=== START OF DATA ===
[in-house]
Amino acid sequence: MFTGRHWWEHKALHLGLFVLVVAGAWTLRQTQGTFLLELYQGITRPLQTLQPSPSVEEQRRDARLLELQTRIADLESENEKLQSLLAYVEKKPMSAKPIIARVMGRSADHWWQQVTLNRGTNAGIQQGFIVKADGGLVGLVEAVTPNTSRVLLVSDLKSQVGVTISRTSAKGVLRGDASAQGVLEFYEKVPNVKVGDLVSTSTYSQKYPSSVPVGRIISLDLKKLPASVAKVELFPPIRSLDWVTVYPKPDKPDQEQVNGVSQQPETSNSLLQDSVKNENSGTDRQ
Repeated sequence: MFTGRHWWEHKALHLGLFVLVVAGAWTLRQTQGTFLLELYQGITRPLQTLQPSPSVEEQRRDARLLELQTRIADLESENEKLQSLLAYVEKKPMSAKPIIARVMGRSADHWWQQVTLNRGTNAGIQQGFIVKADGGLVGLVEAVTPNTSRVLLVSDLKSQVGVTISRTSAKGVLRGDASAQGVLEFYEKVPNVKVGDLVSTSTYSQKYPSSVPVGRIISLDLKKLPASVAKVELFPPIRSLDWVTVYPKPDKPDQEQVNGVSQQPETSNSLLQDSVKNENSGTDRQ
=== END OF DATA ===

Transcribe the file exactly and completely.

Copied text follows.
[in-house]
Amino acid sequence: MFTGRHWWEHKALHLGLFVLVVAGAWTLRQTQGTFLLELYQGITRPLQTLQPSPSVEEQRRDARLLELQTRIADLESENEKLQSLLAYVEKKPMSAKPIIARVMGRSADHWWQQVTLNRGTNAGIQQGFIVKADGGLVGLVEAVTPNTSRVLLVSDLKSQVGVTISRTSAKGVLRGDASAQGVLEFYEKVPNVKVGDLVSTSTYSQKYPSSVPVGRIISLDLKKLPASVAKVELFPPIRSLDWVTVYPKPDKPDQEQVNGVSQQPETSNSLLQDSVKNENSGTDRQ
Repeated sequence: MFTGRHWWEHKALHLGLFVLVVAGAWTLRQTQGTFLLELYQGITRPLQTLQPSPSVEEQRRDARLLELQTRIADLESENEKLQSLLAYVEKKPMSAKPIIARVMGRSADHWWQQVTLNRGTNAGIQQGFIVKADGGLVGLVEAVTPNTSRVLLVSDLKSQVGVTISRTSAKGVLRGDASAQGVLEFYEKVPNVKVGDLVSTSTYSQKYPSSVPVGRIISLDLKKLPASVAKVELFPPIRSLDWVTVYPKPDKPDQEQVNGVSQQPETSNSLLQDSVKNENSGTDRQ